Martello tower, photo by Erik Simpson

Crangle, Sara K. "Stephen’s Handles." James Joyce Quarterly 47, no. 1 (2009): 51–69.

Related topics:

Language and Linguistics
Thought and Action

Crangle begins with a discussion of the etymology of "handle" and the expressions "get a handle" and "going off the handle," noting links between naming, knowledge, and mortality. She suggests that names and nouns, like handles, are the means by which people and things "can be controlled, approached, or known" (51). Crangle frames her argument with a theoretical discussion of nouns and naming that pulls from Aristotle, Nietzsche, and Gertrude Stein, tracing the notion that names are tied to a sense of absolute truth and identity alongside more cynical ideas about the inability of a name to capture the essence of any object or person (53). Next, Crangle discusses the "deathliness of absolutes" and epiphanies (55). She shows how Bloom associates names and naming with lifelessness and the death of his son Rudy (U 4.222; 6.937-40; 11.1069). She then pays particular attention to "Proteus" (U 3), showing how Stephen's sensory experience begins to supplant the failure of his internal grappling for literary certainty (U 3.3, 10, 435, 366-67, 412-15). Crangle identifies some of Stephen's own "handles"—his nickname, Kinch, and his ashplant. An etymological discussion of "Kinch" supports the link between intellectual certainty and death. Instances in "Nestor" and "Scylla and Charybdis" reveal Stephen's developing awareness of this link and his growing doubt in certain knowledge (U 2.229-35; 9.1088, 9.1093-97, 9.1113, 9.1221).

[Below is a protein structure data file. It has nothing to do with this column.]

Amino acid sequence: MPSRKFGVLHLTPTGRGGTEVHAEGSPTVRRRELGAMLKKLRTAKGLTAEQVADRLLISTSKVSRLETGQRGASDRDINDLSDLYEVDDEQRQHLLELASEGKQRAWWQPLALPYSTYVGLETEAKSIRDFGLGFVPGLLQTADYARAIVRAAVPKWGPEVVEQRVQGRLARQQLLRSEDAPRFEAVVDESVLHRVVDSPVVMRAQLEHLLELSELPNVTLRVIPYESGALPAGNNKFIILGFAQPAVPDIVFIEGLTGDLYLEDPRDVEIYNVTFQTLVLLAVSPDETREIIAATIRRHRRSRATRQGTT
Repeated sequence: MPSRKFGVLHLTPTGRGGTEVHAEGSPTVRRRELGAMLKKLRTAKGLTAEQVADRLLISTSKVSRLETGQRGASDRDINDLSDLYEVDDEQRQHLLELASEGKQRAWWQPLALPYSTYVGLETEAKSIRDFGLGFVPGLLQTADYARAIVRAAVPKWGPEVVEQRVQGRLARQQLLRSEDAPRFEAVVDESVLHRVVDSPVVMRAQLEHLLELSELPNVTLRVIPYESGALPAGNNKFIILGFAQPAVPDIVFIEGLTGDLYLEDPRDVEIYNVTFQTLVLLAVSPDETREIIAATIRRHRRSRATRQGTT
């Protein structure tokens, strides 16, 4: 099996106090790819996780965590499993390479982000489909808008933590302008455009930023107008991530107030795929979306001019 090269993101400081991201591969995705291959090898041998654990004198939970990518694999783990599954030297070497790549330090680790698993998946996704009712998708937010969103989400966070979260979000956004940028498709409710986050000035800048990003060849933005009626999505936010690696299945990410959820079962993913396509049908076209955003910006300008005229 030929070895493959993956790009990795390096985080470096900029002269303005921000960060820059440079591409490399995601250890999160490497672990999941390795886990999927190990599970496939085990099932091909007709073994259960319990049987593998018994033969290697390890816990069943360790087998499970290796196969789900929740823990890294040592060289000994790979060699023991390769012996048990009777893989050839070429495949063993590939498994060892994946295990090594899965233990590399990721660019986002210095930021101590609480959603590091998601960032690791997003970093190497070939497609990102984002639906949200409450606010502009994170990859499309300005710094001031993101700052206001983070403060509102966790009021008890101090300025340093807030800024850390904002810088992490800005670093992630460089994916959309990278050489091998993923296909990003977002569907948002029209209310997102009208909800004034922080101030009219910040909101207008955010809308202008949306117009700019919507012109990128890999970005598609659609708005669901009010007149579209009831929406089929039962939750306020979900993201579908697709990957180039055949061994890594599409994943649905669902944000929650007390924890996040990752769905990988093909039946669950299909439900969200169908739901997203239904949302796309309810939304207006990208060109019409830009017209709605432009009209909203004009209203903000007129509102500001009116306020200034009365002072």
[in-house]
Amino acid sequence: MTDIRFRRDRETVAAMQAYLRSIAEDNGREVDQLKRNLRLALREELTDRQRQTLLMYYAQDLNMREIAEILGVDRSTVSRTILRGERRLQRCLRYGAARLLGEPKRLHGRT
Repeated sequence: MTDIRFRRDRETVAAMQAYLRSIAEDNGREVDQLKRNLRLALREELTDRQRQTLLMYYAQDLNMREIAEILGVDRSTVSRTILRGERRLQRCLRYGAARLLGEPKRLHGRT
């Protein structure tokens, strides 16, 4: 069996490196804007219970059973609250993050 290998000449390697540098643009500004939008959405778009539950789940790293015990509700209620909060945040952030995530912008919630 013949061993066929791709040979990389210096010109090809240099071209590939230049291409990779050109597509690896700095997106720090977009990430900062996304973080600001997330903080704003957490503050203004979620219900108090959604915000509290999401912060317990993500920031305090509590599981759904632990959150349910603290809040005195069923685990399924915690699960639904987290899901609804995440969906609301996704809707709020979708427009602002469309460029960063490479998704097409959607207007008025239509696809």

Crangle identifies Stephen's other handle, his ashplant, as a "physical handle that delivers Stephen from incertitude, as well as a harbinger of death" (62). The ashplant is connected to the death of Stephen's mother, which destabilizes him and initiates his gradual departure from certainty. Crangle traces the shift from the ashplant's supremacy in "Proteus" (U 3.489, 3.490) to Stephen's wielding and abandoning it in "Circe" (U 15.4220-21, 15.4223, 15.4227-28, 15.4255-57). Crangle concludes that while Stephen never fully abandons his "linear pursuits" of certainty, he moves toward a Bloomian departure from "deathly" absolutes (66).

Citations and Related Sources

Ellmann, Maud. "Polytropic Man: Paternity, Identity and Naming in The Odyssey and Portrait." In James Joyce: New Perspectives, edited by MacCabe, Colin. Sussex: Harvester Press, 1982.
Nietzsche, Friedrich. Nietzsche: The Gay Science: With a Prelude in German Rhymes and an Appendix of Songs. Translated by Josefine Nauckoff and Adrian Del Caro. Cambridge: Cambridge University Press, 2001.
Stein, Gertrude. "Poetry and Grammar." In Lectures in America. London: Virago Press, 1998.

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